The Dallas-based telecommunications giant AT&T bought more than 700 copies of Texas Gov. Rick Perry's book, Fed Up! Our Fight to Save America From Washington, as part of a fundraising event arranged by the American Legislative Exchange Council in December 2010.
Perry recently urged the Federal Communications Commission to approve the proposed merger between T-Mobile and AT&T, saying it would "spur continued innovation." The U.S. Justice Department announced Wednesday it would seek to block AT&T's $39 billion takeover because it would "substantially lessen competition" in the U.S. wireless market.
The Texas governor and AT&T have had a close relationship. AT&T’s political action committee has given Perry more than $500,000 over the past decade, according to Texans for Public Justice.
In December 2010, the company co-sponsored a conservative policy summit, where it spent over $13,000 to buy more than 700 copies of Perry's book as a gift to those attending the event.
Sales of the book benefit the Texas Public Policy Foundation, a conservative think tank with close ties to Perry. The founder of the organization, Dr. James Leininger, has donated millions to Perry's gubernatorial campaigns. The organization's president, Brooke Rollins, has also served as Perry’s Deputy General Counsel and later as his Policy Director.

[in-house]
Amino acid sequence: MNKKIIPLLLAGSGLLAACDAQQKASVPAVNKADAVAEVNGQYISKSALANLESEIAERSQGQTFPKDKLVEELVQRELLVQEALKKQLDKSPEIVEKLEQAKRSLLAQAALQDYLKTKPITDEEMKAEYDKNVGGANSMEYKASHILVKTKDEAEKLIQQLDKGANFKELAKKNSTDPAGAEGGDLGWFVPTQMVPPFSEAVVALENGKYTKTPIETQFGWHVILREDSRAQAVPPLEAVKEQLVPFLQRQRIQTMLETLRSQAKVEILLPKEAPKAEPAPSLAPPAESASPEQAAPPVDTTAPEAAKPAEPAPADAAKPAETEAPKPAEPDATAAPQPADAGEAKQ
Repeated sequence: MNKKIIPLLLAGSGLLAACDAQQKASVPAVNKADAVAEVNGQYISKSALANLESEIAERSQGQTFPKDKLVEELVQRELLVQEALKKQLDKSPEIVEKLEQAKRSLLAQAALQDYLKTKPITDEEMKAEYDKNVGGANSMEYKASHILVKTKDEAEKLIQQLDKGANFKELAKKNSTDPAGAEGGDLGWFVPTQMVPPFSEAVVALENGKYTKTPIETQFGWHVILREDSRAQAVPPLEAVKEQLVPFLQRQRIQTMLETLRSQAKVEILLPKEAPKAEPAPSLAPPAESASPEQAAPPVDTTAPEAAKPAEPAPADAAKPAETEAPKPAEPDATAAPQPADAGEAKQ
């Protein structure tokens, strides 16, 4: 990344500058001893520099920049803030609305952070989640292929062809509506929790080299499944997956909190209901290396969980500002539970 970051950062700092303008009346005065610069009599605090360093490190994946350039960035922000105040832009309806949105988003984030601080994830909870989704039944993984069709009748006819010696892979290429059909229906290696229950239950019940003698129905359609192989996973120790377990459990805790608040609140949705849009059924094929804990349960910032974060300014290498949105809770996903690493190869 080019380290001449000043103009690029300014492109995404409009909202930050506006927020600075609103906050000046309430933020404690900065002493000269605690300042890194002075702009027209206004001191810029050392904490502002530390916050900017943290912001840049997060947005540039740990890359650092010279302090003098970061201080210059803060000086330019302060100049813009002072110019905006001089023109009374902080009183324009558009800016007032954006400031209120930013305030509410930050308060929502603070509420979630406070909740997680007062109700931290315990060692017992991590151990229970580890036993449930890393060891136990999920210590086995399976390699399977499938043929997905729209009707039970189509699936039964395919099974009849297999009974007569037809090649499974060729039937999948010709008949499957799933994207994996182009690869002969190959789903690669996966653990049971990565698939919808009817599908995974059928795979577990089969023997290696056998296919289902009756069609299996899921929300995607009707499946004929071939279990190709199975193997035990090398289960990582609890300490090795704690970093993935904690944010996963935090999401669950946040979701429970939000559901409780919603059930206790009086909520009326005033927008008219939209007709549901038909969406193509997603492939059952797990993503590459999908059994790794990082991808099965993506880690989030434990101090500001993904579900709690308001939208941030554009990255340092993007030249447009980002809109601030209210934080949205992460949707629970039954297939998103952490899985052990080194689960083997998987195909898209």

The American Legislative Exchange Council (ALEC), which arranged for the book sale, is a little-known but extremely influential conservative group that drafts industry-friendly state legislation.
"I can only tell you that we worked with ALEC to provide enough copies to give to the conference attendees," Kerry Hibbs, an AT&T spokesman, said at the time.
In the book, the Texas governor blasted the expansion of the federal government and criticized programs such as Social Security, Medicare and Medicaid. He attacked social welfare programs as "fraudulent systems designed to take in a lot of money at the front and pay out none in the end."
Perry also called Social Security "a crumbling monument to the failure of the New Deal," which was implemented "at the expense of respect for the Constitution."
"This unsustainable fiscal insanity is the true legacy of Social Security and the New Deal," he wrote.
The book is also critical of the the 17th Amendment, which established the election of senators by popular vote instead of by state legislatures, and the 16th Amendment, which allows the federal government to collect income taxes.
[H/T: National Journal]